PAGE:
Lately, I’ve read an editorial article on the Philippine Star that mentioned a sad fact: for over five years, the Philippines continues to languish on the Federal Aviation Authority’s (FAA) Category 2 status. It means that Filipino carriers, like Philippine Airlines, Cebu Pacific, AirAsia Philippines, etc. cannot add more flights to the United States (including Guam and the Marianas), or switch aircraft to better suit passenger loads or airline needs, like PAL wanting to switch its North American flights from Boeing 747-400s to Boeing 777-300ERs which are fuel-efficient and can fly longer range. On top of that punitive move made in 2007, the European Union blacklisted our carriers in 2010, while the International Civil Aviation Organization placed the Philippines in its “Serious Safety Concerns” list in 2009. What is going on here?
In the article, Boo Chanco said that “What these agencies are saying is that our country’s aviation regulatory set-up is highly deficient or unsafe […] so unsafe that the Europeans who come here as tourists and ride Philippine-registered aircrafts do so at their own risk.” It is very sad to see our aviation industry take off on hollowed wings that while our domestic operations keep rising, international perspectives on our aviation safety remains grim.
I then wonder myself, why has the previous government let its aviation systems fail to miserable lows? Why is it that when other countries have seen us take off in the 1990s, we slide down into peril so quickly as how we took off initially? Why is it that Filipinos love to miss golden opportunities when other countries praise us for our own efforts?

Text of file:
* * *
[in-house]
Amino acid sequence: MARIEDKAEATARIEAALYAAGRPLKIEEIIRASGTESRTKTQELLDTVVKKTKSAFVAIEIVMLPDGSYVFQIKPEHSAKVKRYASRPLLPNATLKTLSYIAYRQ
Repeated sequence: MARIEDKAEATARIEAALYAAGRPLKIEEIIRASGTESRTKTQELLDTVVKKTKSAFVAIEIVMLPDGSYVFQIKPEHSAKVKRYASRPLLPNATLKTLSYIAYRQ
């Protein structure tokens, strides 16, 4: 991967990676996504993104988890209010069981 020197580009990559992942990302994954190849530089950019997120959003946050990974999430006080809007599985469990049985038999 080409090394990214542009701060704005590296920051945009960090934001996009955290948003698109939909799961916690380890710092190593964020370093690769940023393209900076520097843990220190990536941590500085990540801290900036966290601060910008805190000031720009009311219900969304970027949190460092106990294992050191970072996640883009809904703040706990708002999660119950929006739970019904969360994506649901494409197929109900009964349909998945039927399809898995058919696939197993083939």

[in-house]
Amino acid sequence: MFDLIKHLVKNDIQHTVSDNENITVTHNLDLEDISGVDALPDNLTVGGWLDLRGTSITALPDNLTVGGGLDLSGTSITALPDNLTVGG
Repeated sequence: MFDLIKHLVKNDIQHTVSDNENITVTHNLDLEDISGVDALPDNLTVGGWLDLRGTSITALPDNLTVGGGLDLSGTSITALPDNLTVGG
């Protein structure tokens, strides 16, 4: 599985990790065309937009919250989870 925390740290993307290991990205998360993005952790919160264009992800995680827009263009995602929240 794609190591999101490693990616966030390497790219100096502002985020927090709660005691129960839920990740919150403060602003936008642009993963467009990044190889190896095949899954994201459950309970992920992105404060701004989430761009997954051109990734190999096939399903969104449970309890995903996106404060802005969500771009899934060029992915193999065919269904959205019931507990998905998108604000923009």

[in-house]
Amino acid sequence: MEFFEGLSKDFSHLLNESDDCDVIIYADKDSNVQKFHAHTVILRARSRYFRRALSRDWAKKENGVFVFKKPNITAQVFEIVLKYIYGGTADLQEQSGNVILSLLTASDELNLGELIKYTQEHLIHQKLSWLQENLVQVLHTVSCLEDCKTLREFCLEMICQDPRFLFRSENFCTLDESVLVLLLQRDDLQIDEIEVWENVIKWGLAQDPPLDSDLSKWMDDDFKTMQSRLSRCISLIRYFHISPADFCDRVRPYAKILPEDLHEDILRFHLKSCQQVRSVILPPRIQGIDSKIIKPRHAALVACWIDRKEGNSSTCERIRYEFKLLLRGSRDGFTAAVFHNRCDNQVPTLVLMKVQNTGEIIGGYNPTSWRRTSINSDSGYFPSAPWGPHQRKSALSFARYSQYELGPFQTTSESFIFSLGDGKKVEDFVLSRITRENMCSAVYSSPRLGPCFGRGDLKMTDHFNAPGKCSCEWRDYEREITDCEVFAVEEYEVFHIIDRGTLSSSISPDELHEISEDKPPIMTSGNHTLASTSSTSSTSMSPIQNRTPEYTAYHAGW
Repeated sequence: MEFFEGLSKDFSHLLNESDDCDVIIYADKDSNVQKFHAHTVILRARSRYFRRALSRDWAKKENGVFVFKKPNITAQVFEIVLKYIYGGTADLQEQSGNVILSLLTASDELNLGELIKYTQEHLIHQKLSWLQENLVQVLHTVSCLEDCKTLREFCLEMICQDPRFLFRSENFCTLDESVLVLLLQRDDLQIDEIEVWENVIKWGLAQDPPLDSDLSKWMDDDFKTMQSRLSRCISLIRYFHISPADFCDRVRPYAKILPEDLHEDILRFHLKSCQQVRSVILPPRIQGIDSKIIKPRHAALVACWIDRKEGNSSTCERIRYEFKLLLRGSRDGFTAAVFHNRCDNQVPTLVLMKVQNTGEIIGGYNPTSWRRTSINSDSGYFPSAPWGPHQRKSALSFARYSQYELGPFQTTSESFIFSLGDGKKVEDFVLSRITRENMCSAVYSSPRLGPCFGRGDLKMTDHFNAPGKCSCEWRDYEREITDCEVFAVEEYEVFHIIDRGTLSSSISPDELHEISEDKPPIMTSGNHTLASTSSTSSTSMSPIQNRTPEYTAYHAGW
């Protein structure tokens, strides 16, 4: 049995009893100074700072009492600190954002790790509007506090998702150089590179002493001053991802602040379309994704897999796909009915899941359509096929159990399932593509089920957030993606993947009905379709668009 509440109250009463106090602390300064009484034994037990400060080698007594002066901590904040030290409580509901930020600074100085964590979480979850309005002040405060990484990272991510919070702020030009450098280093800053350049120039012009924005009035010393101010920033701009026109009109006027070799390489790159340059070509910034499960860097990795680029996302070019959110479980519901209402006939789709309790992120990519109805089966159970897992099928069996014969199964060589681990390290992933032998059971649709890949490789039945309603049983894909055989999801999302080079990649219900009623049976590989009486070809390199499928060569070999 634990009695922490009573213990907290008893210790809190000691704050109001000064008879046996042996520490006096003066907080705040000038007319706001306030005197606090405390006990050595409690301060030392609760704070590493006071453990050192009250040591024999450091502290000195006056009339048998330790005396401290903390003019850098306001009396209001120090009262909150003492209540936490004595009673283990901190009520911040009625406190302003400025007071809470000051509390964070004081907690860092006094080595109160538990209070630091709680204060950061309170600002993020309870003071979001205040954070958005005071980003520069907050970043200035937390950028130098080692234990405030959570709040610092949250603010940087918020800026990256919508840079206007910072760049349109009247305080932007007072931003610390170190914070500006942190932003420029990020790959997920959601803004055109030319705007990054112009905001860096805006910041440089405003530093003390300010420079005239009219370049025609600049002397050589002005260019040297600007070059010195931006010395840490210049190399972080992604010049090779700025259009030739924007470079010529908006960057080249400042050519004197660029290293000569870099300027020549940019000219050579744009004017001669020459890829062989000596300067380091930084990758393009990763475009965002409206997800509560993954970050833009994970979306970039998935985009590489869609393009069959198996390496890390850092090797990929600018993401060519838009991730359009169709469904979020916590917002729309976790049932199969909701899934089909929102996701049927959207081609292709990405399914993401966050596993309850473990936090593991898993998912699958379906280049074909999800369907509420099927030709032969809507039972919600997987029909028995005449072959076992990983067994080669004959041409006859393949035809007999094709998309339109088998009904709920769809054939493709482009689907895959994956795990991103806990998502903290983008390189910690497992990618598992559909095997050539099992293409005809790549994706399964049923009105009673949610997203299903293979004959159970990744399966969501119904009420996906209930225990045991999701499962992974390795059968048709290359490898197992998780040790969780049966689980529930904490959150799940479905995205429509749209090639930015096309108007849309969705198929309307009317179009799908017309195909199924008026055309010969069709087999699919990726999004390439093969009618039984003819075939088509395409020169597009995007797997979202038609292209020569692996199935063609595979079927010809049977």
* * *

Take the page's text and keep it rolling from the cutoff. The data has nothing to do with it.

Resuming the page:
I’ll give you an example: when I left the Philippines in 2006 to move to San Francisco, I passed through NAIA Terminal 2 for the last time before settling in California. I saw long queues on the departure tax counters, as well as inconsistencies at the terminal itself (especially lack of decent amenities and features) that makes comparison to other more modern airports leave little to be desired. I mean, my family of three paid the P550 departure fee for each one of us, and I saw little, if no changes, made at the airport, let alone visit their toilets. It’s ridiculous that I see that money heading instead to some politician who has a lion’s share of the property rather than repair and rehabilitate the terminals, runways, and navigational aids.
I just wonder why Filipinos love to miss opportunities when given to them. I mean, right now, the FAA is firm on keeping the Category 2 rating on the country until the Civil Aviation Authority of the Philippines (CAAP) finally wakes up to the reality of the harrowing pains our carriers have endured to keep their services moving. Japan has taken the call of the FAA and prevented Filipino carriers to mount more flights to the country; however, South Korea–and now Canada–have been fortunate to us that we can expand our services to their airports to keep Filipino and foreign goods moving. Is it because that our identity as being “deprived” of something rather than “rich” with something that hinders us from making our goals? Is it because national agenda is being placed on the front burner nearly constantly without looking foresight into what a connected global market can bring the Philippines into? Is it because our “bahala na” habit constantly drags us to do things later without realizing the costs it brings us to our economy and security? I think it is stressful to think of just one concrete reason that puts our country on the spotlight for the wrong reasons, but I believe that with other countries putting us on the spotlight, for good or bad, the Philippines and the Filipino people should take each one of those spotlights as opportunities, in which many of them would not return should we miss them for even a day or an hour. Why? Time is precious, especially nowadays when economic competition has become fiercer and more fast-paced than ever before. People want more things done in a shorter amount of time. Companies want smart and innovative first impressions that would want them to make business with. And governments have the responsibility of keeping up with what other nations are doing to maintain peace and order while achieving economic success.